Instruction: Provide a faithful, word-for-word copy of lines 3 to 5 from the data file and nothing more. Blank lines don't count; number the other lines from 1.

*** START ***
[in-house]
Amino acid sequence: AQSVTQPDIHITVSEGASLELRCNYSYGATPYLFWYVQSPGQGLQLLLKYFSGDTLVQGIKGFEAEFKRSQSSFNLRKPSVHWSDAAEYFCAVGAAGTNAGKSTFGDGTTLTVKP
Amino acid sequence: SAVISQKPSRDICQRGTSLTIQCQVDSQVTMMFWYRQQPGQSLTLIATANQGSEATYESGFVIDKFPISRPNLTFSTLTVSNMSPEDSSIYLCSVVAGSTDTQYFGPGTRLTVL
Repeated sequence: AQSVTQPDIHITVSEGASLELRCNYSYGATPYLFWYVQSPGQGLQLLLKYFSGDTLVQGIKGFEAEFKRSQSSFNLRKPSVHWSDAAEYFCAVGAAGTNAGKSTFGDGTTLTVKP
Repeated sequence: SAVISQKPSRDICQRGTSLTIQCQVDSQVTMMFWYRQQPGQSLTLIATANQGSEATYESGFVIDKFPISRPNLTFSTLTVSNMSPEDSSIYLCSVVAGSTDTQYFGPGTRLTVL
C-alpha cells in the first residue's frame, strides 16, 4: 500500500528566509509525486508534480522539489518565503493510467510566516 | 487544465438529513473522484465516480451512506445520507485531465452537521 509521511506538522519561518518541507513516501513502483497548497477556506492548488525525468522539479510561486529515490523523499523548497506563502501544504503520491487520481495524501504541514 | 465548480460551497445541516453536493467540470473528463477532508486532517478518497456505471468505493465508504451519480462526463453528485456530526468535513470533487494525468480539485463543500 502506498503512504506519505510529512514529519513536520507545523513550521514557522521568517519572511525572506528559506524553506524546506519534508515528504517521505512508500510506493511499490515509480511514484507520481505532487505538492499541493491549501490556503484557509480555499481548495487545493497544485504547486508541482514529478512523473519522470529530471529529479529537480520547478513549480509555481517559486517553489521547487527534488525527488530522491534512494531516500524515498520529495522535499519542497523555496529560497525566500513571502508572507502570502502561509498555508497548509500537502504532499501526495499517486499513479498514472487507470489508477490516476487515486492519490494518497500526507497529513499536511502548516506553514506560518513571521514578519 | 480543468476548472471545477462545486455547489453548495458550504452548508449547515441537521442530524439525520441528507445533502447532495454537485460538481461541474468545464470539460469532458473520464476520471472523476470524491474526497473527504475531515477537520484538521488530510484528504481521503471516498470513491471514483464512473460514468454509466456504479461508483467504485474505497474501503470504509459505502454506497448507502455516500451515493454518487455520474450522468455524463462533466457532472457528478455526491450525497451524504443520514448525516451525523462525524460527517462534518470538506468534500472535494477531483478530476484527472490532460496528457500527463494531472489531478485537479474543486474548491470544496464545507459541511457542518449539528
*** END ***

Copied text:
Amino acid sequence: SAVISQKPSRDICQRGTSLTIQCQVDSQVTMMFWYRQQPGQSLTLIATANQGSEATYESGFVIDKFPISRPNLTFSTLTVSNMSPEDSSIYLCSVVAGSTDTQYFGPGTRLTVL
Repeated sequence: AQSVTQPDIHITVSEGASLELRCNYSYGATPYLFWYVQSPGQGLQLLLKYFSGDTLVQGIKGFEAEFKRSQSSFNLRKPSVHWSDAAEYFCAVGAAGTNAGKSTFGDGTTLTVKP
Repeated sequence: SAVISQKPSRDICQRGTSLTIQCQVDSQVTMMFWYRQQPGQSLTLIATANQGSEATYESGFVIDKFPISRPNLTFSTLTVSNMSPEDSSIYLCSVVAGSTDTQYFGPGTRLTVL